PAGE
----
Bulletin of mathematical biology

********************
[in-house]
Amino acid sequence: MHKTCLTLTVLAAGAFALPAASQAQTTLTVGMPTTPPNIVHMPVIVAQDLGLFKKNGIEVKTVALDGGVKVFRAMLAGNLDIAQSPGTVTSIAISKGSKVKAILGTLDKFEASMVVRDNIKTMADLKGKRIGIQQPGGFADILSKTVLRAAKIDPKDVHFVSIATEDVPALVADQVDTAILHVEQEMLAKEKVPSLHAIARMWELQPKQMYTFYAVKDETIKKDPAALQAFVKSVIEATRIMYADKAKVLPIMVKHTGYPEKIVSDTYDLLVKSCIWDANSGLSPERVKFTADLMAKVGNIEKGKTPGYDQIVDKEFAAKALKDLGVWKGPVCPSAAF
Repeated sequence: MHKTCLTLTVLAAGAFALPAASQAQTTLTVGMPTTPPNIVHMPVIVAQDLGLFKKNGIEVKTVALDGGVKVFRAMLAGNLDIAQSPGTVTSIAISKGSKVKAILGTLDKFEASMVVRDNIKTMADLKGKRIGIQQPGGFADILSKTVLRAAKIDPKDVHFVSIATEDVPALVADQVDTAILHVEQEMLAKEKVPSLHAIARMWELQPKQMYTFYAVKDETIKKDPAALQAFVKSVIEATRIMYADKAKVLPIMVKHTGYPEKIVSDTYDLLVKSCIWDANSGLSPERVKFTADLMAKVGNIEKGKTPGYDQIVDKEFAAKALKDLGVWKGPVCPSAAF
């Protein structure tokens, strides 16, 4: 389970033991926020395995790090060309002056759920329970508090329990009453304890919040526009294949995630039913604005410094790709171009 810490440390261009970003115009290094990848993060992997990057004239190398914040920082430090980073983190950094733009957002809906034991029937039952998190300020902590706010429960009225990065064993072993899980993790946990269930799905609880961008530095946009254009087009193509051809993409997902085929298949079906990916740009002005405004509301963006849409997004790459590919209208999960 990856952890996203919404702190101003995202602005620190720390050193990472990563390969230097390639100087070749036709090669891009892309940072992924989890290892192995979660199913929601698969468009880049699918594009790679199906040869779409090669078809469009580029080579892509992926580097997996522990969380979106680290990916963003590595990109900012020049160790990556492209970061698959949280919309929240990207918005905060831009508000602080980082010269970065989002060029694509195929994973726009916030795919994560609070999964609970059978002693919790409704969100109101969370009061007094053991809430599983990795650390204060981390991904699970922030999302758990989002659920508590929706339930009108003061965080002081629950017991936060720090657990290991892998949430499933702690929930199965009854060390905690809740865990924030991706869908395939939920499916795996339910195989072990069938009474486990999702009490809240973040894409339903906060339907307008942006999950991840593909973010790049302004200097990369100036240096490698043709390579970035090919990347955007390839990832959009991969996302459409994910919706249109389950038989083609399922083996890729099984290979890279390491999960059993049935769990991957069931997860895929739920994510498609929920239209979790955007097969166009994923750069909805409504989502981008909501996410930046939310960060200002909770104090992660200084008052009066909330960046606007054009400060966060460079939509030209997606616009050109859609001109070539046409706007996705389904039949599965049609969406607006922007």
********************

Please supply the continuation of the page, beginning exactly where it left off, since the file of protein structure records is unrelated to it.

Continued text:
Biological growth is often driven by mechanical cues, such as changes in external pressure or tensile loading. Moreover, it is well known that many living tissues actively maintain a preferred level of mechanical internal stress, called the mechanical homeostasis. The tissue-level feedback mechanism by which changes in the local mechanical stresses affect growth is called a growth law within the theory of morphoelasticity, a theory for understanding the coupling between mechanics and geometry in growing and evolving biological materials. This coupling between growth and mechanics occurs naturally in macroscopic tubular structures, which are common in biology (e.g., arteries, plant stems, airways). We study a continuous tubular system with spatially heterogeneous residual stress via a novel discretization approach which allows us to obtain precise results about the stability of equilibrium states of the homeostasis-driven growing dynamical system. This method allows us to show explicitly that the stability of the homeostatic state depends nontrivially on the anisotropy of the growth response. The key role of anisotropy may provide a foundation for experimental testing of homeostasis-driven growth laws.
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